Setting the Stage

     "It was a dark and stormy night"--so begin a countless number of scary tales. In many scary movies, the set consists of a large antique mansion shadowing a dark, foreboding landscape. The movie always seethes with fog and the sun never seems to shine. Perhaps this is because such a setting makes a person naturally edgy. Why then is one of the world's greatest love stories set in eerie setting such as this?

     After viewing the movies Wuthering Heights, based on Emily Brontė's 1847 novel, and The Innocents, based on Henry James's 1898 The Turn of the Screw, I noticed an uncanny resemblance between the two settings. Wuthering Heights, directed in 1939 by William Wyler, is set among the Moors of England. The Innocents, directed in 1961 by Jack Clayton, takes place in a mansion that gives one a case of goose pimples just to look at it.

     This essay does not actually deal with a precise aspect of cinema; it instead poses a question that is part of a rather broad theme. How can Wuthering Heights come across as a love story while being in such a "horror story" setting? Most love stories are bright and sunshiny, full of beautiful color and laughter. Yet laughter is unheard, and color is lacking in more than just the picture. The setting just does not seem to fit. The more and more I think about the Moors; the more and more they remind me of the rolling sea instead of rolling hills. And what is the great story of the sea?--Moby Dick, of course.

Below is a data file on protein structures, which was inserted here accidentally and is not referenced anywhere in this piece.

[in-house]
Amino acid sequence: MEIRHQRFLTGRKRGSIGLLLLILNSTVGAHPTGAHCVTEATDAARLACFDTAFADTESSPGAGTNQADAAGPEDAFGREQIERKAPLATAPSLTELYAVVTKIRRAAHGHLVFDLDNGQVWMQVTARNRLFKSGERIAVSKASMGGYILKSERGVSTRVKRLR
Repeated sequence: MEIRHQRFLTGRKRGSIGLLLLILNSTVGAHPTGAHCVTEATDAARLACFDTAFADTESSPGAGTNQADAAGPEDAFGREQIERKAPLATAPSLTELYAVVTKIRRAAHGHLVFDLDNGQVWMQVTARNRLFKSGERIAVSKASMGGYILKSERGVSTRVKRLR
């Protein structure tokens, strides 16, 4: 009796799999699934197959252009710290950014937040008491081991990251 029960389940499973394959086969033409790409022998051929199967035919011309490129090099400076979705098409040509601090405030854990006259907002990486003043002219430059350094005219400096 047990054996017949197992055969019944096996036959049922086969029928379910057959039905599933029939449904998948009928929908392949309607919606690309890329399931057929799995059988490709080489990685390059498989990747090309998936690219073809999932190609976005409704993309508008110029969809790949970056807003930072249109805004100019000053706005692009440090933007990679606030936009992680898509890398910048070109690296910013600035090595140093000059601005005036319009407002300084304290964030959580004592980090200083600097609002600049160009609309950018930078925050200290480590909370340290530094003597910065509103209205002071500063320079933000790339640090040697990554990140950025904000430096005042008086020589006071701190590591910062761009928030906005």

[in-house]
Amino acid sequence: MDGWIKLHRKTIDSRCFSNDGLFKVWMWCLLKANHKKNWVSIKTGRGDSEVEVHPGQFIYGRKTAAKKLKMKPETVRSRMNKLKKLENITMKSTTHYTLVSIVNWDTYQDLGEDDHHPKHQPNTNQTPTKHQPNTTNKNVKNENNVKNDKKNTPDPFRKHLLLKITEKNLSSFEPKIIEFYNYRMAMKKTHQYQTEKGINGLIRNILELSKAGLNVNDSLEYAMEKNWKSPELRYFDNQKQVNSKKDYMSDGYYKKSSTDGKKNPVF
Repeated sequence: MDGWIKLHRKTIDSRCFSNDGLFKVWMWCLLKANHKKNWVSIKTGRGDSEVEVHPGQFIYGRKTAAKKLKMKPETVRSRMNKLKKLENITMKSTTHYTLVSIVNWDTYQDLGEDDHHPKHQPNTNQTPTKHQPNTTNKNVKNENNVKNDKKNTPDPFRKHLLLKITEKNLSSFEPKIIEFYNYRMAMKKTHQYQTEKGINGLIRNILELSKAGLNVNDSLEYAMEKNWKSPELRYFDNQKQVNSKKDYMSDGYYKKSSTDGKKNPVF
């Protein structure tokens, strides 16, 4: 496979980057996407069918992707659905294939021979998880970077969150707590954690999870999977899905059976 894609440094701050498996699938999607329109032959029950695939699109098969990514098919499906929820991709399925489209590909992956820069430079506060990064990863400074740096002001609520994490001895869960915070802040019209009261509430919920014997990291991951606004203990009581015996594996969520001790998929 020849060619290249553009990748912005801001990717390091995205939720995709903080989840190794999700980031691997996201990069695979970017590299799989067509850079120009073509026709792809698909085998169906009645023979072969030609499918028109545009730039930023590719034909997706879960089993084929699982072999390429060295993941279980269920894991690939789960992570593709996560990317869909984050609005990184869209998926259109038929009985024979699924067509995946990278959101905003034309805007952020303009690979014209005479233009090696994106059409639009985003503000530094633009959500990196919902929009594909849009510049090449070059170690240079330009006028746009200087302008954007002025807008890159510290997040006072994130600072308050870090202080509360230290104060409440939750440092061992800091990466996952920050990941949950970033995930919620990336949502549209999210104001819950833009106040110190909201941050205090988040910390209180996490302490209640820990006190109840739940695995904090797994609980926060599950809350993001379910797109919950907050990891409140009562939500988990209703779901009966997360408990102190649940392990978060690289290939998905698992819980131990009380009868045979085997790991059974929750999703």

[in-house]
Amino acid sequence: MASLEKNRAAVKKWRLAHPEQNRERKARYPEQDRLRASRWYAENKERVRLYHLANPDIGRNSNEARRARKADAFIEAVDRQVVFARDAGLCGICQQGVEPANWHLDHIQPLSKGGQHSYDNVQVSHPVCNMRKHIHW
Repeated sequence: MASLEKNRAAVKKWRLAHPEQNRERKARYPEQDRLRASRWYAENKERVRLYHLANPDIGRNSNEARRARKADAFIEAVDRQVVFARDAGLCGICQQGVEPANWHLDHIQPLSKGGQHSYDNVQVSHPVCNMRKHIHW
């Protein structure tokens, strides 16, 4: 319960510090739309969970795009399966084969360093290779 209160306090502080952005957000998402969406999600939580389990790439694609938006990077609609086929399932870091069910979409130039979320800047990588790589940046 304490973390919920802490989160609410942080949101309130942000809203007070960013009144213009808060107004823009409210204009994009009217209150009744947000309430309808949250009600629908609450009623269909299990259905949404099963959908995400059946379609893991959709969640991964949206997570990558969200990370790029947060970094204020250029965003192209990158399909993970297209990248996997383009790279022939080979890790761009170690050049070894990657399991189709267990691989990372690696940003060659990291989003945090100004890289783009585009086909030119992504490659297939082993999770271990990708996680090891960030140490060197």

Captain Ahab is so obsessed with killing Moby Dick that he fights his way into insanity. This is just what I believe that Heathcliff does in Wuthering Heights. Heathcliff is beyond the point of love; he is obsessed with Catherine (and obsessed with owning everything). Thus in his struggle to have Catherine, he only drives her away and she dies. This drives him into insanity and he kills himself -- much as Ahab surely knew he would die. The hills of the Moors will roll for a thousand years just like the waves of the sea. The stories are incredibly alike. I believe that is the reason William Wyler refused to shoot the ghost scene at the end of the movie. That is the scene that belongs in some cheap horror story. The Moors in Wuthering Heights were actually a character just as the sea was in Moby Dick.

     Wuthering Heights may be a love story, but there is an underlying theme of mindless obsession, and how the world goes on without you.

Matthew Dycus

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